Abortion rights under attack; time to act

By Amy Weintraub - April 16, 2019

Every Floridian, including young Floridians, deserve autonomy in reproductive health care decisions. On Wednesday, the entire Florida House of Representatives will be voting on a law aimed at compromising just that, by adding indefensible barriers for young women needing access to abortion. This bill would require those deemed too “immature” to have an abortion to become parents instead.

This proposal, spearheaded by Representative Erin Grall (R-Vero Beach), will require a young person’s parent to prove identity and parentage and give written, notarized consent before she could get an abortion. And, it exacts criminal penalties for noncompliance.

Make your voice heard by calling your state representative and telling them to vote NO on HB 1335. Let them know youth already have enough government-imposed barriers in accessing abortion care.

Young people should be able to turn to their parents when faced with an unintended pregnancy, and in fact most do. But laws requiring a young woman to further involve parents puts her health and safety at risk and does not increase family communication.

The small fraction of youth who do not voluntarily consult a parent often have good reason not to. Many come from families where such an announcement would only exacerbate an already volatile or dysfunctional family situation. They may not live with their parents due to family strife or incarceration. Some teens who don’t want to tell a parent about their abortion decision fear, if they did, they would be kicked out of the house. Others fear they would be physically abused because their parents had beaten them before.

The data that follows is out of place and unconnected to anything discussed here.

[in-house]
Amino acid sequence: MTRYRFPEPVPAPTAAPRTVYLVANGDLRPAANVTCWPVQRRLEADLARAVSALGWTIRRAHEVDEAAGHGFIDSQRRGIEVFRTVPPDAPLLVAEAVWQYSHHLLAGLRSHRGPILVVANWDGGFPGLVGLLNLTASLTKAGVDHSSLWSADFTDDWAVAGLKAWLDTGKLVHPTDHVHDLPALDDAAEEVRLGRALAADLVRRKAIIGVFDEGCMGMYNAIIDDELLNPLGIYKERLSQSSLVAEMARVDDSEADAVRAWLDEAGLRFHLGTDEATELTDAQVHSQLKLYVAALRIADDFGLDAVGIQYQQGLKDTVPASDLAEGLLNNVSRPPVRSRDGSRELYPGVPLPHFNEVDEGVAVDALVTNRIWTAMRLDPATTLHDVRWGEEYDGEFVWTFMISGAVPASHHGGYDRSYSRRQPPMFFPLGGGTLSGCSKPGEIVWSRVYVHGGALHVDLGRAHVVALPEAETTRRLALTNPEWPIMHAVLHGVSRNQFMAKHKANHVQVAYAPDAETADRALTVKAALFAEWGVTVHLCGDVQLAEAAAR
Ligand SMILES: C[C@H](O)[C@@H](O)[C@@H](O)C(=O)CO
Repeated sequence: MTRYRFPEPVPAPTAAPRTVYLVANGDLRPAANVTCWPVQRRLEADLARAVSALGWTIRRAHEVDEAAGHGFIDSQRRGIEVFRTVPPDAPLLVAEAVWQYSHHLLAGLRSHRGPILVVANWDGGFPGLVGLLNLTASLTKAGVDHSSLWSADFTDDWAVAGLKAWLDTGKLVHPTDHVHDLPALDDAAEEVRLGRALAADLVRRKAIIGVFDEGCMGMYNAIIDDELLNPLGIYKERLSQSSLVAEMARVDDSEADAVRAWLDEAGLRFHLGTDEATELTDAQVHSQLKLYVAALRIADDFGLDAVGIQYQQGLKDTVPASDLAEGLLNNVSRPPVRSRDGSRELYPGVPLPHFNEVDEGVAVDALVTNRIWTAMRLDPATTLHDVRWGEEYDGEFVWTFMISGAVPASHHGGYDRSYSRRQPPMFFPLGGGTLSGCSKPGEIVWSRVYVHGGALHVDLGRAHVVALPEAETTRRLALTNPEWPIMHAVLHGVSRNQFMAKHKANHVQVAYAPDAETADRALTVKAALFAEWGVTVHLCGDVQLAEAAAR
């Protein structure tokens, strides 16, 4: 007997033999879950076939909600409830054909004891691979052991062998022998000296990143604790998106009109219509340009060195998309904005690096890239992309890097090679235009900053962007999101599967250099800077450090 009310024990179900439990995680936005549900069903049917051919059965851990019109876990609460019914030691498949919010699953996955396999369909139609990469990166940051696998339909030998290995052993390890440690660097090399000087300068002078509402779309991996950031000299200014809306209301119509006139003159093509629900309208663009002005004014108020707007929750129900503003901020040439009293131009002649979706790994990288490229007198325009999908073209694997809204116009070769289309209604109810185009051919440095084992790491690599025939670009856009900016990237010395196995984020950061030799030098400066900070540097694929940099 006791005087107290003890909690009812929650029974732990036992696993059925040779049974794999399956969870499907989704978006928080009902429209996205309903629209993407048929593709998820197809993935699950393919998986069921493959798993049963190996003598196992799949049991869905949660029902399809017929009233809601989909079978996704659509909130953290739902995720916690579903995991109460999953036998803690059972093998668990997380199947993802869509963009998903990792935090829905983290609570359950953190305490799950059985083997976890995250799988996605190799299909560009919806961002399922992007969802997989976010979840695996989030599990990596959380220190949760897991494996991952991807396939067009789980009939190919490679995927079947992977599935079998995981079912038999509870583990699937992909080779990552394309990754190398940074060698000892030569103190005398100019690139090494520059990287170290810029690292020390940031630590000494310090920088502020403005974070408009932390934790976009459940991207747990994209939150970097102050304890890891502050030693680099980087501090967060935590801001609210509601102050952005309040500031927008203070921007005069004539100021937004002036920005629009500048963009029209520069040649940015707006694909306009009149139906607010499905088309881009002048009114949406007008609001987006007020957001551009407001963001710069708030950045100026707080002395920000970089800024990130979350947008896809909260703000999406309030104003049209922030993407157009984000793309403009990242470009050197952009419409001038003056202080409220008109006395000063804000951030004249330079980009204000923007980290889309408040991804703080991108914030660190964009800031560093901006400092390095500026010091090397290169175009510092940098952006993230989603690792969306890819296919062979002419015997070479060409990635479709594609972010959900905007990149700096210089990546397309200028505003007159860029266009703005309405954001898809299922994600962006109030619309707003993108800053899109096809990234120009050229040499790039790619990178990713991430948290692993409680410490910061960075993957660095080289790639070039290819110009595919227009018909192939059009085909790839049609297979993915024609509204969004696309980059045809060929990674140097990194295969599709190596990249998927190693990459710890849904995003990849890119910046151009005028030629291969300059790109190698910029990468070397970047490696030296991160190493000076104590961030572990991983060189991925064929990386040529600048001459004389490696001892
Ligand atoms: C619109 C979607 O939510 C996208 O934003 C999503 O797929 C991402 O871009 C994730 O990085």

Call your state representative today to urge rejection of HB 1335’s effort to push more restrictions on young women, jeopardizing their health.

Again, House Bill 1335 will require a clinic or physician to obtain the consent of a parent before the young person’s abortion can happen. Youth already are more likely than older women to have later abortions, and requiring a girl’s health care provider to acquire written permission will only cause further delays. After enactment of Missouri's parental consent law, for example, the proportion of second-trimester abortions among minors increased by 17%. While abortion is safer than childbirth, later abortions entail more medical risks and are more difficult to obtain because they are more expensive and fewer doctors perform them.

Let’s make our voices heard as we work toward a world where everyone can access confidential and safe access to the full range of reproductive and sexual health services, including abortion.

For health and justice,

Amy and the Progress Florida team